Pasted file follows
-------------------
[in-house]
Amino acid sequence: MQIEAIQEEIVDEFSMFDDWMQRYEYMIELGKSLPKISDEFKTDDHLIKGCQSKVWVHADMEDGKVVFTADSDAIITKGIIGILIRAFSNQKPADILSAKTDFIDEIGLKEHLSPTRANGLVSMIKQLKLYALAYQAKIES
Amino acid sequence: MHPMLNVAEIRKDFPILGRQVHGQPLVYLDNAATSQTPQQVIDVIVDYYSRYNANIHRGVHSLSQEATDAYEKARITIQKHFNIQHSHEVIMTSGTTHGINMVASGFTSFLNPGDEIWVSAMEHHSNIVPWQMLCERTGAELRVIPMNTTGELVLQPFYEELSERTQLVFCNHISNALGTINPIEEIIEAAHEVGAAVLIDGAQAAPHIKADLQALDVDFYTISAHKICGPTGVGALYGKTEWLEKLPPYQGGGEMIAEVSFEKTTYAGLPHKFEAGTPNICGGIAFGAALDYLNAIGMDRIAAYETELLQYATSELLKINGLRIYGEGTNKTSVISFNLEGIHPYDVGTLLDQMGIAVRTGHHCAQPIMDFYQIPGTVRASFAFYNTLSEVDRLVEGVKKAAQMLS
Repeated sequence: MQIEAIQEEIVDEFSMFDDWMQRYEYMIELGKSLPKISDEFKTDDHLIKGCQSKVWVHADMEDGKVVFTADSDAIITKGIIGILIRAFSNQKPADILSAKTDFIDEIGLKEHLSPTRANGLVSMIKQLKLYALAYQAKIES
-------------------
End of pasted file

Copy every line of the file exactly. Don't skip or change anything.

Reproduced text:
[in-house]
Amino acid sequence: MQIEAIQEEIVDEFSMFDDWMQRYEYMIELGKSLPKISDEFKTDDHLIKGCQSKVWVHADMEDGKVVFTADSDAIITKGIIGILIRAFSNQKPADILSAKTDFIDEIGLKEHLSPTRANGLVSMIKQLKLYALAYQAKIES
Amino acid sequence: MHPMLNVAEIRKDFPILGRQVHGQPLVYLDNAATSQTPQQVIDVIVDYYSRYNANIHRGVHSLSQEATDAYEKARITIQKHFNIQHSHEVIMTSGTTHGINMVASGFTSFLNPGDEIWVSAMEHHSNIVPWQMLCERTGAELRVIPMNTTGELVLQPFYEELSERTQLVFCNHISNALGTINPIEEIIEAAHEVGAAVLIDGAQAAPHIKADLQALDVDFYTISAHKICGPTGVGALYGKTEWLEKLPPYQGGGEMIAEVSFEKTTYAGLPHKFEAGTPNICGGIAFGAALDYLNAIGMDRIAAYETELLQYATSELLKINGLRIYGEGTNKTSVISFNLEGIHPYDVGTLLDQMGIAVRTGHHCAQPIMDFYQIPGTVRASFAFYNTLSEVDRLVEGVKKAAQMLS
Repeated sequence: MQIEAIQEEIVDEFSMFDDWMQRYEYMIELGKSLPKISDEFKTDDHLIKGCQSKVWVHADMEDGKVVFTADSDAIITKGIIGILIRAFSNQKPADILSAKTDFIDEIGLKEHLSPTRANGLVSMIKQLKLYALAYQAKIES